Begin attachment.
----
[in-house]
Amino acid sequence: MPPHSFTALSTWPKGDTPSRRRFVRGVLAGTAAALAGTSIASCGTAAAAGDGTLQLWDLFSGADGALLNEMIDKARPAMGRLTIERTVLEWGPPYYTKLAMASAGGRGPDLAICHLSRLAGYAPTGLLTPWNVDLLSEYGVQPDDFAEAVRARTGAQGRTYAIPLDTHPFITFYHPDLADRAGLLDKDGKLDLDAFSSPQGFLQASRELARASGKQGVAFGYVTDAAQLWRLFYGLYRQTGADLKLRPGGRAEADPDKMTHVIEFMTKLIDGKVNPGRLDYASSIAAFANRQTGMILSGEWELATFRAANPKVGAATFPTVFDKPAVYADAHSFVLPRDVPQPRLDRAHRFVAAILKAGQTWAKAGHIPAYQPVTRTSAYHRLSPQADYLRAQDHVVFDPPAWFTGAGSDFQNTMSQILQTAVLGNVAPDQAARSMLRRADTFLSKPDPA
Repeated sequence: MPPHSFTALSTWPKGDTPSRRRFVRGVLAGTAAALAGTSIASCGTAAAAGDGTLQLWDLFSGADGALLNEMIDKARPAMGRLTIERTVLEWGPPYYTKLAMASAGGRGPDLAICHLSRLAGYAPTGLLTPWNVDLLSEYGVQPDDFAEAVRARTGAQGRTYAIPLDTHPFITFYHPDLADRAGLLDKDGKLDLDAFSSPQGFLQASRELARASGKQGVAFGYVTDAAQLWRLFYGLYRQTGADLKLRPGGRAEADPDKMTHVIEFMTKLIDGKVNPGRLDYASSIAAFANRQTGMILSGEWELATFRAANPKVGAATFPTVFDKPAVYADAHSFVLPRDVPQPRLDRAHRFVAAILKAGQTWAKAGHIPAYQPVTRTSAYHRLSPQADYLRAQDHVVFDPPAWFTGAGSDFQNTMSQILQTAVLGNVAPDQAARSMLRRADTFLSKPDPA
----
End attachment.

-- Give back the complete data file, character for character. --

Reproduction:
[in-house]
Amino acid sequence: MPPHSFTALSTWPKGDTPSRRRFVRGVLAGTAAALAGTSIASCGTAAAAGDGTLQLWDLFSGADGALLNEMIDKARPAMGRLTIERTVLEWGPPYYTKLAMASAGGRGPDLAICHLSRLAGYAPTGLLTPWNVDLLSEYGVQPDDFAEAVRARTGAQGRTYAIPLDTHPFITFYHPDLADRAGLLDKDGKLDLDAFSSPQGFLQASRELARASGKQGVAFGYVTDAAQLWRLFYGLYRQTGADLKLRPGGRAEADPDKMTHVIEFMTKLIDGKVNPGRLDYASSIAAFANRQTGMILSGEWELATFRAANPKVGAATFPTVFDKPAVYADAHSFVLPRDVPQPRLDRAHRFVAAILKAGQTWAKAGHIPAYQPVTRTSAYHRLSPQADYLRAQDHVVFDPPAWFTGAGSDFQNTMSQILQTAVLGNVAPDQAARSMLRRADTFLSKPDPA
Repeated sequence: MPPHSFTALSTWPKGDTPSRRRFVRGVLAGTAAALAGTSIASCGTAAAAGDGTLQLWDLFSGADGALLNEMIDKARPAMGRLTIERTVLEWGPPYYTKLAMASAGGRGPDLAICHLSRLAGYAPTGLLTPWNVDLLSEYGVQPDDFAEAVRARTGAQGRTYAIPLDTHPFITFYHPDLADRAGLLDKDGKLDLDAFSSPQGFLQASRELARASGKQGVAFGYVTDAAQLWRLFYGLYRQTGADLKLRPGGRAEADPDKMTHVIEFMTKLIDGKVNPGRLDYASSIAAFANRQTGMILSGEWELATFRAANPKVGAATFPTVFDKPAVYADAHSFVLPRDVPQPRLDRAHRFVAAILKAGQTWAKAGHIPAYQPVTRTSAYHRLSPQADYLRAQDHVVFDPPAWFTGAGSDFQNTMSQILQTAVLGNVAPDQAARSMLRRADTFLSKPDPA